I don't mean to be a wet blanket, but I've read that website essay a couple of times now and I still don't know what Net2 "is". I hear that it is ...
the beginnings of a very large project to encourage and support collaboration among and between nonprofit organizations and non-governmental agencies that are doing crucial work that otherwise wouldn't get done
... but then I get no vision at all what that means, actually and physically in the real world. You say this interesting thing about "community plumbing" way way below that sentence, and that's intriguing so I click to the site and get a bunch of technical gobbledegook, and it doesn't say "community plumbing" anywhere. And I have no idea what "grab a hammer and dive in" means in this context.
The Salvation Armyâ€™s Western Territory, which covers the 13 western-most US states and Micronesia, was recently named to the prestigious InformationWeek 500, InformationWeek magazine's 17th annual ranking of the most innovative Information Technology (IT) organizations in the nation. [read more on Salvation Army site...]
Background on the InformationWeek 500 -- as well as the complerte list for 2005 -- is available here. It appears that the magazine has covered the Salvation Army fairly often in the past (see google search).
I was looking forward to the Bioneers session yesterday afternoon titled: Blogs, Wikis and Indies: Citizen Media and the Fate of Democracy. Finally, a place where we could dive deep into the churning waters where social justice meets web2.x!
So, why was it the discussion kept circling back to television? While we certainly touched on web2.x topics, the conversation largely revolved around the longer running skirmishes over non-web communication modes. Lots of talk about the FCC, media consolidation, television, print journalism, etc. There was relatively little discussion of the impact the blogosphere has had, or the potential that lies ahead.
First off, a hearty hello to the NetSquared world! I'm Phil Ferrante-Roseberry, one of the folks who helps keep the good ship CompuMentor afloat and on-course. I'm looking forward to seeing where this grand experiment takes us all over the coming months (and hopefully seeing many of you in person in April!)
Right now, I'm back from Day 1 of the Bioneers Conference, my mind racing... and yet slow in that way that comes from too many big thoughts in one day. Bioneers is one of THE hot events in enviromental activism (or any area of activism, I suspect) and I'm looking forward to soaking it in over the next couple days.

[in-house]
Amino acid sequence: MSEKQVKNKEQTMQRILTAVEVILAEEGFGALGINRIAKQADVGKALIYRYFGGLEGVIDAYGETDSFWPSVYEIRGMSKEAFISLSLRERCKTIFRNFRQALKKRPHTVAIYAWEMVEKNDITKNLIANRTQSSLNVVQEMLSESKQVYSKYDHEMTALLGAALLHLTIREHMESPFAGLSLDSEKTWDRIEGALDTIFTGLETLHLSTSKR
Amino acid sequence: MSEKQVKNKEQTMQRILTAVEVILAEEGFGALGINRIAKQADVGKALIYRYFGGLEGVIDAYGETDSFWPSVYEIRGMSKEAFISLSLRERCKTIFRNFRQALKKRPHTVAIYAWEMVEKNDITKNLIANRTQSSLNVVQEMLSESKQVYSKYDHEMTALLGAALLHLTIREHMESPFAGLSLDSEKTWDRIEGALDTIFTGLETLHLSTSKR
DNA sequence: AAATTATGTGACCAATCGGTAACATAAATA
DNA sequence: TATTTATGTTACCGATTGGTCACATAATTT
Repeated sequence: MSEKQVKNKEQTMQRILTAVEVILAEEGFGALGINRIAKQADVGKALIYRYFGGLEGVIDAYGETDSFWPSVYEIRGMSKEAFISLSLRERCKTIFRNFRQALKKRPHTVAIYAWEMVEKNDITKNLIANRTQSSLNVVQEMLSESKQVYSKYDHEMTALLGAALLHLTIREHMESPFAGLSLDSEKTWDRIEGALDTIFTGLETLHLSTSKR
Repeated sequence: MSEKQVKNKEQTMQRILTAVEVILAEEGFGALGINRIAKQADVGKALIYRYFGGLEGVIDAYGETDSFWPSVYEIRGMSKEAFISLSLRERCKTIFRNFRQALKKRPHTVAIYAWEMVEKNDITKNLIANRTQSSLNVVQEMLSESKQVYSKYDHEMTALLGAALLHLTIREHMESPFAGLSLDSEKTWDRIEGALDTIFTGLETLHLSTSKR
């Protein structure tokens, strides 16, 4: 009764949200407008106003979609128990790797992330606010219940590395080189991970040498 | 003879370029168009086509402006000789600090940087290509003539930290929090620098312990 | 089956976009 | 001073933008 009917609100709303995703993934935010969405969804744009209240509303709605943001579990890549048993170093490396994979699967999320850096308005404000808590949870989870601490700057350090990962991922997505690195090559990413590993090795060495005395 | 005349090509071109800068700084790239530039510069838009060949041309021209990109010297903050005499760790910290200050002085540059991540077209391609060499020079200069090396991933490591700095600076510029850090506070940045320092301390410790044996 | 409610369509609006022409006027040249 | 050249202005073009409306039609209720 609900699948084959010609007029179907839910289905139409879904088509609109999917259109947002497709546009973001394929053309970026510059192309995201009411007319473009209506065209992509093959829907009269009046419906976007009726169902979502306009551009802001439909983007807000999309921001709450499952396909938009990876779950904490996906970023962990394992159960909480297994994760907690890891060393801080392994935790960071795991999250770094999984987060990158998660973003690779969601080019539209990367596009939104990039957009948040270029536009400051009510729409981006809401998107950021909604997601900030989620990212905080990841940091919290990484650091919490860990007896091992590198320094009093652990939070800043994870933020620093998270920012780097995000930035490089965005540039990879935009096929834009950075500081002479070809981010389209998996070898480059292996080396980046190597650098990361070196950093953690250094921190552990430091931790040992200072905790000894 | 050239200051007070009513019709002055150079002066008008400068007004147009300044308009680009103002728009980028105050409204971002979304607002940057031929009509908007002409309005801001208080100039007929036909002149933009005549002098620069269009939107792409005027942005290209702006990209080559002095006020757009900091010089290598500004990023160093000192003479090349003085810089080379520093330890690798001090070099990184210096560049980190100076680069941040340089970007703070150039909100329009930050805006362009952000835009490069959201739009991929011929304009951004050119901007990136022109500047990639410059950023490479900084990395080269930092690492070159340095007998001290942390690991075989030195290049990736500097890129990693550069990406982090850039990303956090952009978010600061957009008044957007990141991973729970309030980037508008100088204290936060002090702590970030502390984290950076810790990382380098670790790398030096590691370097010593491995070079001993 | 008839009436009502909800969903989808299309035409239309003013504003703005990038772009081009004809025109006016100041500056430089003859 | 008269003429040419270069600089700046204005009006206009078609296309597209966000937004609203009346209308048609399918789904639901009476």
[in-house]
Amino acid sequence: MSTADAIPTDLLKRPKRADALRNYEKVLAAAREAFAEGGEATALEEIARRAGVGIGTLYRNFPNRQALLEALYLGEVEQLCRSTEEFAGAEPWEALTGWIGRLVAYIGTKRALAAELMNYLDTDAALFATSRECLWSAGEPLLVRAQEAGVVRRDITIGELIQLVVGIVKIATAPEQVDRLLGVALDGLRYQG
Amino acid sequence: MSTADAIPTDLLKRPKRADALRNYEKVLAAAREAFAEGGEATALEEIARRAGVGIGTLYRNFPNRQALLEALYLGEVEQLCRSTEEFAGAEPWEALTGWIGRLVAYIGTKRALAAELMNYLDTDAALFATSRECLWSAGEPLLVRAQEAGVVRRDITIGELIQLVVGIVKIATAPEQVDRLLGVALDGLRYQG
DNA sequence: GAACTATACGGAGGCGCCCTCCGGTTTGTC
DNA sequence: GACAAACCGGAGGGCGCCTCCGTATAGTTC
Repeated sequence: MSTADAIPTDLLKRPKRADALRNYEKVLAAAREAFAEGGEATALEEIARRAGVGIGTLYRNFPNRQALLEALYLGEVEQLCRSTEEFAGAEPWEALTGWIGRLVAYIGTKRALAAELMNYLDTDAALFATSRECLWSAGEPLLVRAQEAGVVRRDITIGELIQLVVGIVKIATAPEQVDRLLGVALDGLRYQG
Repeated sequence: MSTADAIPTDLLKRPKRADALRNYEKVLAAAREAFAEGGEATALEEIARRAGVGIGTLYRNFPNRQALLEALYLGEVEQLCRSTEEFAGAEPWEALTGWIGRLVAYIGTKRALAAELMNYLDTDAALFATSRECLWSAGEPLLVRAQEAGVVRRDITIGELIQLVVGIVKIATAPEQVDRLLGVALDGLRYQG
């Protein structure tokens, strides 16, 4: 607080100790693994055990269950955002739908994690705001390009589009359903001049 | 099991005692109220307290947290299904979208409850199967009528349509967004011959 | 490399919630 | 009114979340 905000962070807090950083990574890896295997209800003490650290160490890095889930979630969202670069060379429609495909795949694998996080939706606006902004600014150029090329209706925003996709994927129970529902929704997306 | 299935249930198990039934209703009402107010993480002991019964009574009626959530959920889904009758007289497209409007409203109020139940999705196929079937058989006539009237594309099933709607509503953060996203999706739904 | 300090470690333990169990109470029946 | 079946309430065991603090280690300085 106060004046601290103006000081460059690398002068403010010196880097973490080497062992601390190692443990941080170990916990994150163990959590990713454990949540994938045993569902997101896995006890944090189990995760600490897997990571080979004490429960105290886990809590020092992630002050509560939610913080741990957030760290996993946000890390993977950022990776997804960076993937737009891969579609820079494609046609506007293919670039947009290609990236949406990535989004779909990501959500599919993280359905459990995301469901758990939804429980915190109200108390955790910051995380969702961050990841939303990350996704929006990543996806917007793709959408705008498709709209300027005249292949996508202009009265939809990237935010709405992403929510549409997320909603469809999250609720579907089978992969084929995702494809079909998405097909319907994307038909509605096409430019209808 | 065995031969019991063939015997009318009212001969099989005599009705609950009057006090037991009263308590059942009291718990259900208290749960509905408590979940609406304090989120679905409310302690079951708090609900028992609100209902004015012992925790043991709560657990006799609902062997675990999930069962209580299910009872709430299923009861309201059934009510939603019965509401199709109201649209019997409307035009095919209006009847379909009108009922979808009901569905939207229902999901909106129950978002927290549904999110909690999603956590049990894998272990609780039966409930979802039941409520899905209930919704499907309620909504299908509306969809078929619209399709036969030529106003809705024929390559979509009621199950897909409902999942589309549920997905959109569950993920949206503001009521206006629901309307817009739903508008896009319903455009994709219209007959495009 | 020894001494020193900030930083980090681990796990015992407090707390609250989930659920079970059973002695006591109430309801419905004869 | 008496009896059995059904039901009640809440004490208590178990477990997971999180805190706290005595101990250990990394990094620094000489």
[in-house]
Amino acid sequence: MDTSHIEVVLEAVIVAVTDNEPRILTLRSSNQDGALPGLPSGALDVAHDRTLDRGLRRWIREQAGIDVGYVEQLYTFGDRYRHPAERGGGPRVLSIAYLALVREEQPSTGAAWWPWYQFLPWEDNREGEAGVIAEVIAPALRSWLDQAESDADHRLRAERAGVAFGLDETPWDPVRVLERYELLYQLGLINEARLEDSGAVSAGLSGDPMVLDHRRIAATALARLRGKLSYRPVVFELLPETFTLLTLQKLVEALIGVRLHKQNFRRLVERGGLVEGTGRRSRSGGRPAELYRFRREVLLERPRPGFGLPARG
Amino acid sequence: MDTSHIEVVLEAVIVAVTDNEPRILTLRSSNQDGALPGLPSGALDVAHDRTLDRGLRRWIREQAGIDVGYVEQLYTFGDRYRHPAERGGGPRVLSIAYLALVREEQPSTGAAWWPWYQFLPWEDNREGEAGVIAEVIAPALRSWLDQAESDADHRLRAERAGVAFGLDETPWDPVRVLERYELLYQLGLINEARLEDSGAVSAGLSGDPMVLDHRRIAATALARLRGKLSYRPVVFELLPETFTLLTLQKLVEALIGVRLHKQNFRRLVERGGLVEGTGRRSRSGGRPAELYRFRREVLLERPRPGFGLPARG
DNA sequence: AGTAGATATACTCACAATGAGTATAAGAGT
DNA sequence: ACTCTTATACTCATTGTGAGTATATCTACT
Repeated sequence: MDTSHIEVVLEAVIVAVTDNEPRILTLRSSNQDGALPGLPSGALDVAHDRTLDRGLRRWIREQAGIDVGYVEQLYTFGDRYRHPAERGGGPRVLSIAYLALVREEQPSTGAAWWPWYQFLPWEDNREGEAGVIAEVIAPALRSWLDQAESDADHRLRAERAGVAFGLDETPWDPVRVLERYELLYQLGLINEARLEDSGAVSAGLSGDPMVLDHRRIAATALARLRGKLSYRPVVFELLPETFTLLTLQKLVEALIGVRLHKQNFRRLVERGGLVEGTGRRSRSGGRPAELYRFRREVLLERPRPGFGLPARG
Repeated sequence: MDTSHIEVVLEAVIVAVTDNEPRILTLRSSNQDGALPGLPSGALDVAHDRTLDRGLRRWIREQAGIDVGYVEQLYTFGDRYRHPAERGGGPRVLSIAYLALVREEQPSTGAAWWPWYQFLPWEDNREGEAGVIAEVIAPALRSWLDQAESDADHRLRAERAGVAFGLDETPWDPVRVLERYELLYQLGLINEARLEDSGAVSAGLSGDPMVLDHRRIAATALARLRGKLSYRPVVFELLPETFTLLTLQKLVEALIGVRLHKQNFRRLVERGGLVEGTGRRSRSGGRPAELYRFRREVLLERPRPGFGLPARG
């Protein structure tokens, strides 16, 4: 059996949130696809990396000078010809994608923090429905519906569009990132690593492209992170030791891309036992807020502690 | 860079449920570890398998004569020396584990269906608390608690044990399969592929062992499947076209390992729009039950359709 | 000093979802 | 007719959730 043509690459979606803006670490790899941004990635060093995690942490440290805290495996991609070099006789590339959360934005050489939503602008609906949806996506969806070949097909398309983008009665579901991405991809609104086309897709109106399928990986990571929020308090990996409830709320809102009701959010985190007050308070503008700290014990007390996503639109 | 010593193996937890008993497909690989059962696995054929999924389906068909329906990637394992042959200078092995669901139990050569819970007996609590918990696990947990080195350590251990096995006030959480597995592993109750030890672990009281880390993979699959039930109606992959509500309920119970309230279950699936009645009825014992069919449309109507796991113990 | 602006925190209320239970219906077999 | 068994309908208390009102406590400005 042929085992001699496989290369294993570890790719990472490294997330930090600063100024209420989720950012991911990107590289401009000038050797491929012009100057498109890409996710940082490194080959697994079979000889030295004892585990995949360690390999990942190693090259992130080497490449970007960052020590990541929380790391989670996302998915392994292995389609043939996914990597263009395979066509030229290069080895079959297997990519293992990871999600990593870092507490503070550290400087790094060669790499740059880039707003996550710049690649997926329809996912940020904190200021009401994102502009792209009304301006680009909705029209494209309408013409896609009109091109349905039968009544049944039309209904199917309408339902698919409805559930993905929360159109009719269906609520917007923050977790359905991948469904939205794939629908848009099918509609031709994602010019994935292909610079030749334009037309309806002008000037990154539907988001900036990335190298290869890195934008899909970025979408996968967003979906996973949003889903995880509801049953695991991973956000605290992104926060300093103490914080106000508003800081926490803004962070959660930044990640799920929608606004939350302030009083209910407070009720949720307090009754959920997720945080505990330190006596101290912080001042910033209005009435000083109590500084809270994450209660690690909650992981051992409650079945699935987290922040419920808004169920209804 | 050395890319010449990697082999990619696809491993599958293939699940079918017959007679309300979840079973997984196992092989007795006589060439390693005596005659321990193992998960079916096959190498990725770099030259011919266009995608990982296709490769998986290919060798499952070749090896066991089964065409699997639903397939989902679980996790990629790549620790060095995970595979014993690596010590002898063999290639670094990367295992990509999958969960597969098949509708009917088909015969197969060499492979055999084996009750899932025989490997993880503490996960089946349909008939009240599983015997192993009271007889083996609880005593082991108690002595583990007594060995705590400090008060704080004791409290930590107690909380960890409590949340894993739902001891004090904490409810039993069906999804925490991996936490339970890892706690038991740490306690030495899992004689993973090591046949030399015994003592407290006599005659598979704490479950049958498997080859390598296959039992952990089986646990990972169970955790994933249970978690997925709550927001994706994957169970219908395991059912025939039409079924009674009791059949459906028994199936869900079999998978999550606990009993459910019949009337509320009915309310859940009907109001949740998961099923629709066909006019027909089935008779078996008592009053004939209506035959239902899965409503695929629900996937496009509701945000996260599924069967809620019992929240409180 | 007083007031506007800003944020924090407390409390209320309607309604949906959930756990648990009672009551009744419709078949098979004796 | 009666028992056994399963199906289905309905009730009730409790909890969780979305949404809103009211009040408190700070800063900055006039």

The first draft of the case study database awaiting to be populated looks cool! There probably aren't many nonprofits doing vlogging posts and certainly there are some good reasons for that, but was wondering why vlogging wasn't included on the tool list?
OK, folks - this is my very first blog ever, anywhere...
Here are my raw impressions from the Web2.1 conference some of us attended on Friday afternoon: My main goal was to listen and soak in the culture of Web2.X (2.0, 2.1, 2.2 etc). Toward that end, I noted words, phrases and concepts that were repeated often and appear to be defining characteristics of Web 2.X. Many of these reiterate what we’re hearing from people here inside CM/TS and are in our plans for site redesign. Hearing them from a new round of voices gives them added weight in my mind and awareness of what we’re aiming for. Here’s my list:
Knowledge Conversation / Knowledge Café
Plant a seed rather than dictate an agenda
Do what you’re passionate about
It’s about play
Software enables people to do things *together* online (emphasis mine)
There’s a lot of interest in using technology to let people find events that will attract people like themselves (vs letting people find people like themselves on line and then leaving it to them to figure out a physical meeting place)
Search capabilities: some desire to look for info and have returned a spectrum of related ideas and material -- not something that simply matches the words you already know to use in your search. Searching to locate info vs searching to learn
Open API’s grew from hacker mentality
The web currently holds *islands of multimedia content that need to be connected*
Desire to connect to “my data” from anywhere vs desire to have single profile that can be used by multiple applications, with user control over what aspects of profile are available to what apps / vendors – see www. attentiontrust.org
Tools need to be simple and they need to be “right”
Overall motivation appeared to be what’s for the common good
Cultural norms: smart, not aggressive
“All tagging tools suck”, we need a better one
Blogs are both to get information out (to whomever’s reading) and to get info *in* (eg post-Katrina efforts)
TechSoup is looking for a Community Builder. You don't really need experience on the high steel, but there are a number of other competencies that would come in extremely handy.
The Net² Community Builder will be focused on building and engaging a team of volunteers from within and outside of the Net² community and will ensure that TechSoup staff (100 of â€˜em) have an opportunity to contribute to the event.
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